Being Native American Is a Political Act

Despite every attempt by mainstream society to render us invisible, Native Americans are very thankful. After more than 500 hundred years of colonization, Native Americans are still here and always will be. Please remember that when you sit down at your Thanksgiving meal this year.
11/18/2015 04:48 pm ET Updated Nov 18, 2016
Kitt Peak National Observatory, Arizona - A field of telescopes dots the summit of Kitt Peak, on the Tohono Oodham First Nati
Kitt Peak National Observatory, Arizona - A field of telescopes dots the summit of Kitt Peak, on the Tohono Oodham First Nation reservation in Sells, Ariz. The 7,730-foot peak of Baboquivari is visible in the background. (John Briley/For The Washington Post via Getty Images)

Most Americans don't think much about Native Americans, if at all, except when the fourth Thursday of November rolls around. During this uniquely American time of year we all gather around a table, stuffed turkey in the center, make each person present say something they're thankful for, and give passing homage to that one time long ago when Indians (from the Wampanoag tribe, in case you were wondering) and pilgrims ate together to celebrate the fall harvest, or something.

Honestly, for most Americans it's just an excuse to take two days off work, eat some delicious food, and watch some football. Once the day is over Americans go on with their lives, blissfully unaware that Native Americans refuse to be so easily forgotten. That's right, Native Americans still exist, despite every attempt by the U.S. to assimilate us out of existence, and this simple fact confounds people.

"You're Native American?!"

People ask. All. The. Time.

They truly can't believe it. And when I tell them about things like tribal sovereignty, boarding schools and treaty rights, they literally look at me like I'm making it up. It is an odd experience to have your mere existence so fraught with incredulity and disbelief, but such is the life of a Native American in the 21st century.

How many of you, dear readers, know that the Wampanoag tribe that interacted with the pilgrims back in the 1600s still exist today, and are in fact federally recognized? How many of you even know what federal recognition is? It's okay, you can be honest. Most other non-Natives have no idea either.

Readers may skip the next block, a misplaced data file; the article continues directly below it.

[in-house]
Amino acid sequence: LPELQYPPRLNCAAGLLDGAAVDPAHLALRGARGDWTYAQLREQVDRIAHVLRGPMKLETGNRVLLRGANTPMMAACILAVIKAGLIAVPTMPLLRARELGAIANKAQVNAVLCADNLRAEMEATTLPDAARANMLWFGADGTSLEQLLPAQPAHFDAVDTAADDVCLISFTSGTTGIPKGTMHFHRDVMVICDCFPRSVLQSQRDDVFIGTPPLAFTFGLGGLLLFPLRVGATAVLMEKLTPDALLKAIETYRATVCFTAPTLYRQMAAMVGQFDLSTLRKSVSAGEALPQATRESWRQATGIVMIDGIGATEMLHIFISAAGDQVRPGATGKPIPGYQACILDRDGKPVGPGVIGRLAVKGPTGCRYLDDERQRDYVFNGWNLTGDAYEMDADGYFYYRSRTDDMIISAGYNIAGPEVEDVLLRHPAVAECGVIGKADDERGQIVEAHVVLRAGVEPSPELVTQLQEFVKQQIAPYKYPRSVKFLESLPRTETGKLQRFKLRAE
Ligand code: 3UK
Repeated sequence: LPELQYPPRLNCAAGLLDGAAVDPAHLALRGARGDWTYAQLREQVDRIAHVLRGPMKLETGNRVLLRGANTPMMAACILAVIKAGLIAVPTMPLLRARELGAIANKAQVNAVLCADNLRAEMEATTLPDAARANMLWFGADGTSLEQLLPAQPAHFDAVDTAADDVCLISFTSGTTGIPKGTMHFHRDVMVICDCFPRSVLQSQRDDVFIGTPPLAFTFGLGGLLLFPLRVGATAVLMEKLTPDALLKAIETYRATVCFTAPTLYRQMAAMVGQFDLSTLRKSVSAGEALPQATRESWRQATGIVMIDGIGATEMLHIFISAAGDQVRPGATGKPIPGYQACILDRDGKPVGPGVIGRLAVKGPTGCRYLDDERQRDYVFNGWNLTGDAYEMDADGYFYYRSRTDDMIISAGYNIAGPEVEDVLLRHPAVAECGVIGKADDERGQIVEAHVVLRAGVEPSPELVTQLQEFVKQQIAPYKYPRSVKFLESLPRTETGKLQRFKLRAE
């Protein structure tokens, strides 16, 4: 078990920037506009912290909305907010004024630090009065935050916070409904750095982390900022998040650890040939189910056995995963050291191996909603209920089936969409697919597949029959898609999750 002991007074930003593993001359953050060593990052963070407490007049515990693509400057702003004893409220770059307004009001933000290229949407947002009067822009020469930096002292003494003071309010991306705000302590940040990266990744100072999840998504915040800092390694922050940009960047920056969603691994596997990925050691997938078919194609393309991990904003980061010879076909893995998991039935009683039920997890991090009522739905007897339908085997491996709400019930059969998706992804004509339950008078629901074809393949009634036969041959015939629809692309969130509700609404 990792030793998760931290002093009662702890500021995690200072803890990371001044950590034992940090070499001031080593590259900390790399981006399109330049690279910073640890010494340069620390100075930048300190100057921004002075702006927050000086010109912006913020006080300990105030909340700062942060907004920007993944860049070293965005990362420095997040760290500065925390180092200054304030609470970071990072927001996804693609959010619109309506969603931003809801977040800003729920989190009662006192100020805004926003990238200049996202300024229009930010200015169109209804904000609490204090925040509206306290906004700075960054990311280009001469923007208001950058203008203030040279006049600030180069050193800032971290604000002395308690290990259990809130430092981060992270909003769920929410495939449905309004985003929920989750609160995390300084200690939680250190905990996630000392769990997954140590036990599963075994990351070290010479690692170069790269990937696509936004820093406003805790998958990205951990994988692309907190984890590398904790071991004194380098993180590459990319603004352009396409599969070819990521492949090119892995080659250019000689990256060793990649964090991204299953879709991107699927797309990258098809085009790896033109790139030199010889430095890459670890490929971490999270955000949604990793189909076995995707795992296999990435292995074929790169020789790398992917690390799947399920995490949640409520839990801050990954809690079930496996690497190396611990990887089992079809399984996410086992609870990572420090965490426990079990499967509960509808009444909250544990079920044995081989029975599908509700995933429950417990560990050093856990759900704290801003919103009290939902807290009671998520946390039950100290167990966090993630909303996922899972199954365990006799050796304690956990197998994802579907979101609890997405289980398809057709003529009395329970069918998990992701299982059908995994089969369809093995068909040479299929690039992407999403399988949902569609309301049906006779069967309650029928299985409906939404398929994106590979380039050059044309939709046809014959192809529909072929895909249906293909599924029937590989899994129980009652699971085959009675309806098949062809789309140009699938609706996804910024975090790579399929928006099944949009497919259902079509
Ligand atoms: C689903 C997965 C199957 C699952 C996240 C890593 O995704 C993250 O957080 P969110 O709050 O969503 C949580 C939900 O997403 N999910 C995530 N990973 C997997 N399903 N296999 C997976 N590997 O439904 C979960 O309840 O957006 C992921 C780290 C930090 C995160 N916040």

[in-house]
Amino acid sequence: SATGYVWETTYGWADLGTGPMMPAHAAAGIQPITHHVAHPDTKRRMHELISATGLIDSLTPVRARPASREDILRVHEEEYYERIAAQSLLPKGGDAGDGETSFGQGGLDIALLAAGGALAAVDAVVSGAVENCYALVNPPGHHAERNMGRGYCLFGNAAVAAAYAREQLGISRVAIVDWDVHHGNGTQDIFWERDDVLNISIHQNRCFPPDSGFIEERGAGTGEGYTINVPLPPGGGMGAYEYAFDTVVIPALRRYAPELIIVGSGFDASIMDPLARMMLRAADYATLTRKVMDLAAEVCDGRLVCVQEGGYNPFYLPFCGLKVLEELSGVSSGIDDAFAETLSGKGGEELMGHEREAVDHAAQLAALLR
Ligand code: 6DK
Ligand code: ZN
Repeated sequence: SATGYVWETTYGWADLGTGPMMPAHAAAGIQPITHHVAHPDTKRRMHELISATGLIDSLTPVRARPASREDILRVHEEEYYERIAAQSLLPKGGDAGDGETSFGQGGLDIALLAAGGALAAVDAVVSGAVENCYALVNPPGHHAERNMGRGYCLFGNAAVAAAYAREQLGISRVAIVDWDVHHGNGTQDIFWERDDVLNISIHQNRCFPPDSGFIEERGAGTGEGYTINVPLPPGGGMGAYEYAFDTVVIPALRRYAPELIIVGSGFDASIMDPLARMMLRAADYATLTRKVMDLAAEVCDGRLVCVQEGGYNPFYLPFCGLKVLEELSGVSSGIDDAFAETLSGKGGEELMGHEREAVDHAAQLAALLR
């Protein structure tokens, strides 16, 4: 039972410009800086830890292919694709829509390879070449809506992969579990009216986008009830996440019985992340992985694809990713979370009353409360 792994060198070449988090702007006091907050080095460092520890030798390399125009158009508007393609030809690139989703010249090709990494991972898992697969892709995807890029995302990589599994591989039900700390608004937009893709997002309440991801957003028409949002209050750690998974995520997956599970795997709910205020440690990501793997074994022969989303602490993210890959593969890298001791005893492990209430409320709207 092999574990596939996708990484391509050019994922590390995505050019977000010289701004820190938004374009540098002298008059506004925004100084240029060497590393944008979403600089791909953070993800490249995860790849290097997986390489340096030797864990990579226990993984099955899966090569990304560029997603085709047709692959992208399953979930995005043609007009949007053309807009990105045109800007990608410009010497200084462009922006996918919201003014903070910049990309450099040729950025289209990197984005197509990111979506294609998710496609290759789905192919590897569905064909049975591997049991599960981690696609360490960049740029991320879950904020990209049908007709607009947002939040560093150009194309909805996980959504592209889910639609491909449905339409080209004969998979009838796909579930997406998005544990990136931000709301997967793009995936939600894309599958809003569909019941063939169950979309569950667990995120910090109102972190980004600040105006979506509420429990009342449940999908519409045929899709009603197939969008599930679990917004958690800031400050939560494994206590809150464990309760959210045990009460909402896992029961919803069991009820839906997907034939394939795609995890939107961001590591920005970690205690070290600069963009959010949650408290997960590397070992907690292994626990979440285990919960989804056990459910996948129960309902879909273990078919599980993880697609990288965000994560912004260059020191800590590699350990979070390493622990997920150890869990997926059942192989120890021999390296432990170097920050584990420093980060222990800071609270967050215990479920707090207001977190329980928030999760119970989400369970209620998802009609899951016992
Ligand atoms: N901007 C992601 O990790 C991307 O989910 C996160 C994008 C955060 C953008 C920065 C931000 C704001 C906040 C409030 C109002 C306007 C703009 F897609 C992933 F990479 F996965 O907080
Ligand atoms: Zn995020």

In fact, there are over 562 federally recognized tribes in this country, one of them being the Tohono O'odham Nation, a tribe anyone who lives outside Arizona has never heard of. Actually, many people who live in Tucson, the ancestral homeland of the O'odham, haven't heard of us either. Recently, I was out and about minding my own business, when some mil:gan (an O'odham word for... haha you'll have to look it up on your own) said that Tucson originally belonged to Mexico. WRONG!

Tucson originally belonged to the Tohono O'odham Nation, which still exists, by the way. You can imagine his surprise when I called him out. "I've NEVER heard that before," He told me. "I'll have to look more into that." It is exhausting, as a Native American, to be single-handedly responsible for educating the wider public about our history, but if we don't do it no one else will.

And don't even get me started on airport security. Since Native Americans belong to sovereign nations, tribal ID's are an acceptable form of identification, however no one seems to know this. Just recently I was at the airport, and when I presented my ID card to the TSA agent she gave me a surprised look.

I explained to her that I'm Native American and my ID card shows that I belong to a federally recognized tribe, and she said "Really? I've NEVER seen this before." Yes, that seems to be a common theme. One supervisor and 10 minutes later, I was finally let through. I find it ironic that Native Americans have to try so hard to prove their legitimacy in their own homeland. It is astounding how easily people forget who this country's original inhabitants are.

Yet despite every attempt by mainstream society to render us invisible, Native Americans are very thankful. We are thankful for our reservations, thankful for our cultures and languages that still persist despite systemic attempts to eradicate them, thankful for our kinship ties, thankful even for our struggles. Most importantly, we are thankful for our existence.

After more than 500 hundred years of colonization, Native Americans are still here and always will be. Please remember that when you sit down at your Thanksgiving meal this year.